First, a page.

George Washington Papers

To George Washington from Simon Phillips, 18 July 1779

From Simon Phillips

[Smiths Clove, N.Y.,
18 July 1779]

May it please your Excellency

I am Just now honourd with your Excellencys Letter of the 16th Inst.1 the Rider it Seems as unhappily missd his road, or by Some other accident Did not arrive until this moment—on the Rect of it I immediately applied to Mr kiers the Q. Mr at this post,2 for waggons to forward the flour according to your Excellencys orders but am Sorry to inform your Excellency that I have not above four Bbs. Saltd at this post nor has there been any live Cattle Sent or Stoppd here Since I acted at this place, I have however Dispatched an express to pumpton Desiring the Commissary & Q. Mr there in the most pressing terms to Exert every nerve in forwarding the Stores that are there (particularly the Salt provisions) desiring them at the Same time to Stimulate the Commissary and Quarter Master at Morristown to be active on this urgent occation the Quarter master at this place has Dispatchd a masenger to the Magistrate to order the Country teams for there is no Continental teams in this place to Come immediately to take the flour which is here on without Delay as soon as they arrive I Shall Load and Send them on to Stony point with the utmost Dispatch & Shall Direct those which I expect from pumpton & Morristown to push on without halting your excellency may assure yourself there Shall be nothing wanting on my part but Shall do every thing within the Compass of my power to forward on the Stores according to your excellencies orders.3 I have the Honour of being with the utmost respect your Excellencies Most Obedient and Most Humble Servant

By order of Simon Phillips
E.W. Kiers A.Q.M.G.

L, DLC:GW. The date of this letter is taken from its docket.

Simon Phillips served as an assistant commissary before becoming a brigade quartermaster. A return dated 1 March 1779 identified Phillips as assistant commissary of issues at King’s Ferry, N.Y. (see Hastings and Holden, Clinton Papers, description begins Hugh Hastings and J. A. Holden, eds. Public Papers of George Clinton, First Governor of New York, 1777–1795, 1801–1804. 10 vols. 1899–1914. Reprint. New York, 1973. description ends 4:596). For evidence that Phillips supplied intelligence to the British in April 1780, see Sabine, Smith’s Historical Memoirs description begins William H. W. Sabine, ed. Historical Memoirs . . . of William Smith, Historian of the Province of New York. 2 vols. New York, 1956–58. description ends (1971), 258.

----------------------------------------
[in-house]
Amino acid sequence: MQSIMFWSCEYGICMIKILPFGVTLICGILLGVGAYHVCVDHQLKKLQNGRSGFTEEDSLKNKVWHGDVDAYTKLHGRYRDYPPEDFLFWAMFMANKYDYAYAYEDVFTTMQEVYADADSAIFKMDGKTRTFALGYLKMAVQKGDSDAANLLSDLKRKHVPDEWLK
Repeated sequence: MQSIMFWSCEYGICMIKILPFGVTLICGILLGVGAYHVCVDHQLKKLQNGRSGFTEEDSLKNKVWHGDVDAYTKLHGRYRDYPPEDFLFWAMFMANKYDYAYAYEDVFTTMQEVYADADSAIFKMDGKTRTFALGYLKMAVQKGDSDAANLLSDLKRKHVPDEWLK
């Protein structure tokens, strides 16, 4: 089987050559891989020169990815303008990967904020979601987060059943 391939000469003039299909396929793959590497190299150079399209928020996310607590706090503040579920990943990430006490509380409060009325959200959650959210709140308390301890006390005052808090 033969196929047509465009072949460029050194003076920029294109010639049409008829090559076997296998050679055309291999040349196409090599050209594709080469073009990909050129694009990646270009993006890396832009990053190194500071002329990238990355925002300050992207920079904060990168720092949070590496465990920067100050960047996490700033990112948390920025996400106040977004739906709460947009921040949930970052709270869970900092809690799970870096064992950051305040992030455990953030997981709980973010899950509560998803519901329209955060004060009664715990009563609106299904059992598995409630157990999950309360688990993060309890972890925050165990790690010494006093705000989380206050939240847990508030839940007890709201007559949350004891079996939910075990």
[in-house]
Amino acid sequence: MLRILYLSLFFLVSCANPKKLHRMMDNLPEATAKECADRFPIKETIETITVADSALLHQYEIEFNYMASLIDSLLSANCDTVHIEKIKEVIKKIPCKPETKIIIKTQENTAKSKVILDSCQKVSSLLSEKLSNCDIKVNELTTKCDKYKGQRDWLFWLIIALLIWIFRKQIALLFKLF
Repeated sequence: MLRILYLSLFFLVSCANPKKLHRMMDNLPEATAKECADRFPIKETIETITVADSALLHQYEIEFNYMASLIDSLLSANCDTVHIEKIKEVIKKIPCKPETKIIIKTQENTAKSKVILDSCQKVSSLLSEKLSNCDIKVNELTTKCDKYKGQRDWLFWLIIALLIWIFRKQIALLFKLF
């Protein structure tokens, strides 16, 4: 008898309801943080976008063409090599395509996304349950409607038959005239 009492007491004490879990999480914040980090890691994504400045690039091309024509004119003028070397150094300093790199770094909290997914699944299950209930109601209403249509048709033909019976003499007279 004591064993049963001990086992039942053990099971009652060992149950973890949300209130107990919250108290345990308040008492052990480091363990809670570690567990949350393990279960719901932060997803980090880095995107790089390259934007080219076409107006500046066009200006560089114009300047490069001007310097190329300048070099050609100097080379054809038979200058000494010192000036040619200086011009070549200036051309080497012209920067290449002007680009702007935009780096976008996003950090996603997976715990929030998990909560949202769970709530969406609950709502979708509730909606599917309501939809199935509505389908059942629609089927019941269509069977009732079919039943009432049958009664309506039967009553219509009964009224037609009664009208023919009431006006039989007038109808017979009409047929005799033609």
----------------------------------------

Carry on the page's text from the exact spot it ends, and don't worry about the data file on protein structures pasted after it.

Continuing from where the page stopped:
1This letter from GW to Phillips has not been found.

2Edward William Kiers (died c.1787) was then the assistant quartermaster stationed at Smiths Clove, New York. His homestead property at the south end of Haverstraw, N.Y., included that town’s only commercial dock in use during the Revolutionary War. Kiers served as captain of the Haverstraw Company in the Orange County, N.Y., militia in February 1776. By October 1777, he had become assistant quartermaster at Shawangunk, in Ulster County, N.Y. (see Hastings and Holden, Clinton Papers, description begins Hugh Hastings and J. A. Holden, eds. Public Papers of George Clinton, First Governor of New York, 1777–1795, 1801–1804. 10 vols. 1899–1914. Reprint. New York, 1973. description ends 2:462–63). Kiers held the same position at King’s Ferry in October 1780 when GW ordered him to testify at the court-martial of Joshua Hett Smith, an alleged conspirator with Benedict Arnold (see Greene Papers, description begins Richard K. Showman et al., eds. The Papers of General Nathanael Greene. 13 vols. Chapel Hill, N.C., 1976–2005. description ends 6:355, and GW to Nathanael Greene or Commanding Officer at West Point, 16 Oct. 1780, MHi: Heath Papers). For Kiers’s testimony, largely supportive of Smith, on 20 Oct., see Dawson, Trial of Joshua Hett Smith, 101–3.

3Q.M. Gen. Nathanael Greene wrote Kiers from West Point on 28 July 1779 that he must accelerate the movement of supplies to Smiths Clove and that GW did not want a large magazine at Pompton, N.J., because of its vulnerability to a British attack (see Greene Papers, description begins Richard K. Showman et al., eds. The Papers of General Nathanael Greene. 13 vols. Chapel Hill, N.C., 1976–2005. description ends 4:279).

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